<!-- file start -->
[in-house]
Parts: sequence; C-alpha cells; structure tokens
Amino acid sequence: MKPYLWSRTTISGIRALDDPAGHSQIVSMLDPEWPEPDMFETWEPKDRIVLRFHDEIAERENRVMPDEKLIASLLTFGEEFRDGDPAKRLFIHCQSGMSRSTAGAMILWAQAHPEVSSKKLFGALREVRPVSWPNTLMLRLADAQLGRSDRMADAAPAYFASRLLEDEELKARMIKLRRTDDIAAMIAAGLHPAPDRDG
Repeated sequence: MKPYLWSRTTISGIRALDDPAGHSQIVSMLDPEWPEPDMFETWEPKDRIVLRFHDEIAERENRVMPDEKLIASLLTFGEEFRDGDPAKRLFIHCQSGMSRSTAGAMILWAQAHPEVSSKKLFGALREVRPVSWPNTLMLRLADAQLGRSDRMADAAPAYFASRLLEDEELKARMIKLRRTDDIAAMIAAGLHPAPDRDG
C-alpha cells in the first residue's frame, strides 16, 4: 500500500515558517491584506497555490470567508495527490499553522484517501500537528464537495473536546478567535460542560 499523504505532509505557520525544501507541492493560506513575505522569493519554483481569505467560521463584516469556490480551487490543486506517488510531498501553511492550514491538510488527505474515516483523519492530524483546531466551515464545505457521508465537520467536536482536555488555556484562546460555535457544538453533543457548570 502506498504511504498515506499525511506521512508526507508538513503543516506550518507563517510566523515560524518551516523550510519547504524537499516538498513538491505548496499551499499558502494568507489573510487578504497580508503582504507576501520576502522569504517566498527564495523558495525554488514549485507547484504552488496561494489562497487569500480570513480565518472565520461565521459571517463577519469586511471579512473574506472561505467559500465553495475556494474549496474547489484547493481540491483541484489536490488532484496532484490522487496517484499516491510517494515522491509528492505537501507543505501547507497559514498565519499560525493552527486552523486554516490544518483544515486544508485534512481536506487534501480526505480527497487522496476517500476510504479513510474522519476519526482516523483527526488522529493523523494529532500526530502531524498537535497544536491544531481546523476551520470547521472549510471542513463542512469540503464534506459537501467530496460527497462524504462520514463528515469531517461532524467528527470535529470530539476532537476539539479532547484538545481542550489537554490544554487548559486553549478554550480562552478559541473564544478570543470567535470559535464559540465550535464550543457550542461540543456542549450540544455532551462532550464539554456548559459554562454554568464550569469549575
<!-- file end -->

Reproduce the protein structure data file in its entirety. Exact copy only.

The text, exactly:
[in-house]
Parts: sequence; C-alpha cells; structure tokens
Amino acid sequence: MKPYLWSRTTISGIRALDDPAGHSQIVSMLDPEWPEPDMFETWEPKDRIVLRFHDEIAERENRVMPDEKLIASLLTFGEEFRDGDPAKRLFIHCQSGMSRSTAGAMILWAQAHPEVSSKKLFGALREVRPVSWPNTLMLRLADAQLGRSDRMADAAPAYFASRLLEDEELKARMIKLRRTDDIAAMIAAGLHPAPDRDG
Repeated sequence: MKPYLWSRTTISGIRALDDPAGHSQIVSMLDPEWPEPDMFETWEPKDRIVLRFHDEIAERENRVMPDEKLIASLLTFGEEFRDGDPAKRLFIHCQSGMSRSTAGAMILWAQAHPEVSSKKLFGALREVRPVSWPNTLMLRLADAQLGRSDRMADAAPAYFASRLLEDEELKARMIKLRRTDDIAAMIAAGLHPAPDRDG
C-alpha cells in the first residue's frame, strides 16, 4: 500500500515558517491584506497555490470567508495527490499553522484517501500537528464537495473536546478567535460542560 499523504505532509505557520525544501507541492493560506513575505522569493519554483481569505467560521463584516469556490480551487490543486506517488510531498501553511492550514491538510488527505474515516483523519492530524483546531466551515464545505457521508465537520467536536482536555488555556484562546460555535457544538453533543457548570 502506498504511504498515506499525511506521512508526507508538513503543516506550518507563517510566523515560524518551516523550510519547504524537499516538498513538491505548496499551499499558502494568507489573510487578504497580508503582504507576501520576502522569504517566498527564495523558495525554488514549485507547484504552488496561494489562497487569500480570513480565518472565520461565521459571517463577519469586511471579512473574506472561505467559500465553495475556494474549496474547489484547493481540491483541484489536490488532484496532484490522487496517484499516491510517494515522491509528492505537501507543505501547507497559514498565519499560525493552527486552523486554516490544518483544515486544508485534512481536506487534501480526505480527497487522496476517500476510504479513510474522519476519526482516523483527526488522529493523523494529532500526530502531524498537535497544536491544531481546523476551520470547521472549510471542513463542512469540503464534506459537501467530496460527497462524504462520514463528515469531517461532524467528527470535529470530539476532537476539539479532547484538545481542550489537554490544554487548559486553549478554550480562552478559541473564544478570543470567535470559535464559540465550535464550543457550542461540543456542549450540544455532551462532550464539554456548559459554562454554568464550569469549575